17. Patterico is really hoping that there is a way to adjust the tax code that makes no one worse off. I’ve not seen, in any of his posts on this topic, a proposal that he feels would do that (maybe I missed it). But I am certain that any change in the tax code that affects deductions, or exemptions, or rates, will make somebody worse off. Because the tax code was not made complicated for no reason. It was made complicated deliberately to provide favorable treatment to those whom the government wishes to favor.

    I don’t think any change in the tax code,/i> can avoid harming someone because people change their behavior in response to it. But, a change in the outcome of the code, applied after the fact, I think could favor everyone.

    Something like, you do your taxes how you are supposed to do them, and when you get to the line that says what you owe, you are allowed multiply that number by say 0.99 and then that is the tax liability.

    In that scenario, everyone who has to write a check and send it with their tax form gets a 1% reduction in what they would have paid. Millions of Americans would see literally no benefit from this, but I don’t think anyone could say they were harmed.

    However, simple things like this are never adopted because everyone would benefit in an obvious way without having to do something differently that the government wishes to favor. Allowing everyone to benefit in a simple way is not a goal the government appears to have.

    To anyone who has ever wondered, why does the collection of government revenue have to be so complicated, the answer is that the desired result is not revenue as such, but revenue that is gained by rewarding one’s friends, and because we live in a democratic republic these rewards to friends cannot be blatant; just highly-specific and difficult or impossible for most except the favored groups to take advantage of.

    Frederick (c42085)

  18. In my professional life I mostly deal with financial outcomes and incentives. And everywhere I have looked, if there is an outcome that seems at odds with the outcome ostensibly desired, or a process that is incredibly complicated but could yield the same or better outcome if a simple process were followed, then that means the desired outcome is not what you think it is.

    If FedGov really needs $3 trillion in revenue, which I highly doubt they do, it would be trivial to collect this much money in any number of simple ways which people might be able to cheat at certainly, but wouldn’t require specialized and complicated compliance. For example, VAT or sales tax + payroll taxes would do it. Yeah, there would be people who work off the books and black markets–which is the case now. And changing from our system now, where lots of people derive non-obvious benefits, to a simple system would be damaging to those who benefited from the earlier unfairness. But it would be very simple for most people to comply. We have no trouble complying with sales tax, we do so thousands of times a year, and on every paycheck we get a chunk taken out in payroll taxes so there’s no difficulty in compliance there for most of us.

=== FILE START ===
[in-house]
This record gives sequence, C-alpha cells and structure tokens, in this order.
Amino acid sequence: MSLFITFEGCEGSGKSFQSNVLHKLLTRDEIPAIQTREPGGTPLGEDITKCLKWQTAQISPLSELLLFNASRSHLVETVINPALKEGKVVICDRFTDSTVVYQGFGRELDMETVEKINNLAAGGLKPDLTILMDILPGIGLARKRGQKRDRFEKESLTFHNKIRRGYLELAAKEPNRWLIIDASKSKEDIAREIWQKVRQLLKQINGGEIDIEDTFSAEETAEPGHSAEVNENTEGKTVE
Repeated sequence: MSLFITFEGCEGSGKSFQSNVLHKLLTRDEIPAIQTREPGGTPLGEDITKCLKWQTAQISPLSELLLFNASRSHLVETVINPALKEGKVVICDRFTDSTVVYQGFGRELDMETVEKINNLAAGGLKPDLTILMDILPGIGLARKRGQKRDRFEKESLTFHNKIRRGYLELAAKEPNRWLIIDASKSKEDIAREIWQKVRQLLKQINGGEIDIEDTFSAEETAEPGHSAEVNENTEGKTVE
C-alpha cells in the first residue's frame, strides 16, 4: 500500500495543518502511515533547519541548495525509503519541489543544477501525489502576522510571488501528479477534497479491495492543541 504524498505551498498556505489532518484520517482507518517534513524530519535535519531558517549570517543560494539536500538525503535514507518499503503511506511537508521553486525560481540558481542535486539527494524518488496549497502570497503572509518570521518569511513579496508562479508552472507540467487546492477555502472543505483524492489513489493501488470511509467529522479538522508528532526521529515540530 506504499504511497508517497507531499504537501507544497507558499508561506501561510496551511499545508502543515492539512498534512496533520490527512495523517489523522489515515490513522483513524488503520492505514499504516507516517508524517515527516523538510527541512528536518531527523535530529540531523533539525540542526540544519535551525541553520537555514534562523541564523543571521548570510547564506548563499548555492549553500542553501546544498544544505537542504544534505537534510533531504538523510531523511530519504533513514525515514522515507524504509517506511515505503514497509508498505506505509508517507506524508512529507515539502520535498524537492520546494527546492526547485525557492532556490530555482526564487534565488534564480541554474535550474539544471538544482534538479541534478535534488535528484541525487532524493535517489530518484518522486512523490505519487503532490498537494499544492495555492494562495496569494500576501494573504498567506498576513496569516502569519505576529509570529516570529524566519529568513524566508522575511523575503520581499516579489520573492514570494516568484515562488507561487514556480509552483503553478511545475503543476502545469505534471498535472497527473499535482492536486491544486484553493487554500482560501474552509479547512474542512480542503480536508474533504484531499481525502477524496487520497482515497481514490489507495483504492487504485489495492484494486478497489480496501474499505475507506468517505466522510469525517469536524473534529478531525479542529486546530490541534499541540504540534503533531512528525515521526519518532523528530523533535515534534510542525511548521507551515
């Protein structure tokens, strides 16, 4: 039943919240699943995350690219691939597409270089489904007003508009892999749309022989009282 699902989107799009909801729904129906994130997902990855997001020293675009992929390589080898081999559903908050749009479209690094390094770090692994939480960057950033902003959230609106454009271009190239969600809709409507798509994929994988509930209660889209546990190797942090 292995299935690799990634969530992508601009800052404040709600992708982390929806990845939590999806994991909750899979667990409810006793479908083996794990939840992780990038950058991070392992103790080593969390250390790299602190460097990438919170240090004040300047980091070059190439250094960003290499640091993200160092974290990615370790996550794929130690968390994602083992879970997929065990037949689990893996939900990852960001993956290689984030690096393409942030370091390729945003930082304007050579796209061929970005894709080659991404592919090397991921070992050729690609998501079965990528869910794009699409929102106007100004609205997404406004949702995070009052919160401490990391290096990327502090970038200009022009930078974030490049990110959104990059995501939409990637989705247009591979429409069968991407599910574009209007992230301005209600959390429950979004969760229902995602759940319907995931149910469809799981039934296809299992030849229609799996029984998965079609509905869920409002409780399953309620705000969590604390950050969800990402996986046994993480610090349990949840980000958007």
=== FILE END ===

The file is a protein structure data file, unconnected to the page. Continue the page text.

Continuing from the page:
But we must have a complicated code, so every year 150 million Americans need to be their own tax accountant or rent the services of one, and all these specialized exemptions and deductions need to document compliance, and all these government officials are needed to process the paperwork.

    It’s not simple because too many benefit from it not being simple, and they are very aggressive about keeping that benefit, whereas the costs are diffused among the whole population so they are not aggressive about eliminating them. The usual story.

    Frederick (c42085)

  19. “whereas the costs are diffused among the whole population so they are not aggressive about eliminating them.”

    Like subsidies for insurance in flood plains.

    Or, even better, federal relief for profligate pension plans which continue to accumulate liabilities which cannot be paid when (not if) they are due.

    Sophistic debate over shadings of playground morality does not have a high utility when the actual situation involves competition between organized crime syndicates regional share of spoils. Personal mobility allows individual choice as to the type of highwayman one might choose to avoid. Choose your syndicate wisely.

    Rick Ballard (a99308)

  20. @ Robin Munn, who asked (#15):

    if you’re right and the Constitution requires that states must take federal income tax levels into account, would it be Constitutional for Congress to pass a law to that effect? I.e., what if Congress passed a law that said, in essence, “The SALT deduction is hereby repealed, and furthermore, all states which impose income tax must take a person’s post-federal-tax income as the tax basis, rather than their pre-federal-tax income”. I.e., if my income last year was $20,000, and I paid $2,000 in taxes to the IRS, then the state I live in may only consider me as having an income of $18,000 when it’s time for their own bite at the apple.

    Would such a law be Constitutional?